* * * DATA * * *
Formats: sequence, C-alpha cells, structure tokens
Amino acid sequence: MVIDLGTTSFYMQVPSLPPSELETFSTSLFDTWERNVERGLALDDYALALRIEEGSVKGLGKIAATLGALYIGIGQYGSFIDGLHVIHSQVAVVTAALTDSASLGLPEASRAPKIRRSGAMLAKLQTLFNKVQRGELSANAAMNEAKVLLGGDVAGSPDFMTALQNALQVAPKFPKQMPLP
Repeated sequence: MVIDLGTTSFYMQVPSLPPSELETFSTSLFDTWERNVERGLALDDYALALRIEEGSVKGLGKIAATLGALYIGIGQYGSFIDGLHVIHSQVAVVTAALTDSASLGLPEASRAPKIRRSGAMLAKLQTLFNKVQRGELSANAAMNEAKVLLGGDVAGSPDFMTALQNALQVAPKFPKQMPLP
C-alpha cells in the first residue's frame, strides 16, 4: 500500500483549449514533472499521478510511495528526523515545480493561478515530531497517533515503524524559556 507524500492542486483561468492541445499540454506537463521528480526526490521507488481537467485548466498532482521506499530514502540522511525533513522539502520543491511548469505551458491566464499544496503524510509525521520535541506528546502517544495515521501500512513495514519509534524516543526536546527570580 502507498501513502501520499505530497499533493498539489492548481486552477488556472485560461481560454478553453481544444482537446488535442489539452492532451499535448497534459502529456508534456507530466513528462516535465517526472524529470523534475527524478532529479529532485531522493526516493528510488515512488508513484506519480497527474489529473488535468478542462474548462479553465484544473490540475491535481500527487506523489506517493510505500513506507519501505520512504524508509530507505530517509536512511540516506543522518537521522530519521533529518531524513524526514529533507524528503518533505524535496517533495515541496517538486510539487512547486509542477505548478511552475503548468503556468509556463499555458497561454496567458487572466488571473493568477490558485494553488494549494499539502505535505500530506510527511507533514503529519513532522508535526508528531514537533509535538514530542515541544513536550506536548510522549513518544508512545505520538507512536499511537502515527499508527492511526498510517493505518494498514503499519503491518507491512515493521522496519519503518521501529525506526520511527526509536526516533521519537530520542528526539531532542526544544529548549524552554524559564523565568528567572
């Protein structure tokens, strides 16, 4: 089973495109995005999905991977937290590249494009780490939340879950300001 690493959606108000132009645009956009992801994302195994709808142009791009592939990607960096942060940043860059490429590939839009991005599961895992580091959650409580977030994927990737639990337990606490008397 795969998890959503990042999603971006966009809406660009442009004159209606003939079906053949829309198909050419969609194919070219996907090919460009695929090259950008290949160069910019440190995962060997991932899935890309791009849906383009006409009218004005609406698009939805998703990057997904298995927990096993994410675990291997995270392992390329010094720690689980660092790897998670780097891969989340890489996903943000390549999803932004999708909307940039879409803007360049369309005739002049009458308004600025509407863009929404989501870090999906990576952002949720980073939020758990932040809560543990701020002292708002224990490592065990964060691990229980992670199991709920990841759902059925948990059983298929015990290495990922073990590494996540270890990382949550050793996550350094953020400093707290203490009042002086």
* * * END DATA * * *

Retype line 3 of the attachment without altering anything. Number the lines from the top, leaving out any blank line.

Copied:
Repeated sequence: MVIDLGTTSFYMQVPSLPPSELETFSTSLFDTWERNVERGLALDDYALALRIEEGSVKGLGKIAATLGALYIGIGQYGSFIDGLHVIHSQVAVVTAALTDSASLGLPEASRAPKIRRSGAMLAKLQTLFNKVQRGELSANAAMNEAKVLLGGDVAGSPDFMTALQNALQVAPKFPKQMPLP